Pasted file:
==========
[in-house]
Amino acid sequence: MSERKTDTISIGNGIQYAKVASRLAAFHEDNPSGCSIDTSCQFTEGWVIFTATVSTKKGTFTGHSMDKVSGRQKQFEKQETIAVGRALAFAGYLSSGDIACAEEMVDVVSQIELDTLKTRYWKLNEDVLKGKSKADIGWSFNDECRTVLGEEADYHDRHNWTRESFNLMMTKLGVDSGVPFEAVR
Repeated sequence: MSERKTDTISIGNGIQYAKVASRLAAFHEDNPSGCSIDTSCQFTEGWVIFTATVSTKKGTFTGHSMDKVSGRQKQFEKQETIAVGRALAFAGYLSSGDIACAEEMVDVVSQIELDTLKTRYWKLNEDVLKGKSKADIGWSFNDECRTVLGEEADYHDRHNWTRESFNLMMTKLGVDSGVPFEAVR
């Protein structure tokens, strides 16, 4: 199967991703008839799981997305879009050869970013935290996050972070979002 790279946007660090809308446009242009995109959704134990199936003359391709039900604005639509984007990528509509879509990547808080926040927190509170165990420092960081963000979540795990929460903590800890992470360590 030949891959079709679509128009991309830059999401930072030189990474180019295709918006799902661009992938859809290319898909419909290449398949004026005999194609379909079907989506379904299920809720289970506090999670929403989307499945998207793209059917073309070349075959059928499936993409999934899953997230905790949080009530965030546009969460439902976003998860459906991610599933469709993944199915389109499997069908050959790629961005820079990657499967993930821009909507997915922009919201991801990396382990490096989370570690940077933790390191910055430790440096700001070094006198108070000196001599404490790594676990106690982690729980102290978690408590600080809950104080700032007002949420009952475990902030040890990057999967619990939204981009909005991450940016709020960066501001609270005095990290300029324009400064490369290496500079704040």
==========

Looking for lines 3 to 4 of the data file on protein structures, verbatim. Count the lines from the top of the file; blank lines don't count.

Repeated sequence: MSERKTDTISIGNGIQYAKVASRLAAFHEDNPSGCSIDTSCQFTEGWVIFTATVSTKKGTFTGHSMDKVSGRQKQFEKQETIAVGRALAFAGYLSSGDIACAEEMVDVVSQIELDTLKTRYWKLNEDVLKGKSKADIGWSFNDECRTVLGEEADYHDRHNWTRESFNLMMTKLGVDSGVPFEAVR
């Protein structure tokens, strides 16, 4: 199967991703008839799981997305879009050869970013935290996050972070979002 790279946007660090809308446009242009995109959704134990199936003359391709039900604005639509984007990528509509879509990547808080926040927190509170165990420092960081963000979540795990929460903590800890992470360590 030949891959079709679509128009991309830059999401930072030189990474180019295709918006799902661009992938859809290319898909419909290449398949004026005999194609379909079907989506379904299920809720289970506090999670929403989307499945998207793209059917073309070349075959059928499936993409999934899953997230905790949080009530965030546009969460439902976003998860459906991610599933469709993944199915389109499997069908050959790629961005820079990657499967993930821009909507997915922009919201991801990396382990490096989370570690940077933790390191910055430790440096700001070094006198108070000196001599404490790594676990106690982690729980102290978690408590600080809950104080700032007002949420009952475990902030040890990057999967619990939204981009909005991450940016709020960066501001609270005095990290300029324009400064490369290496500079704040």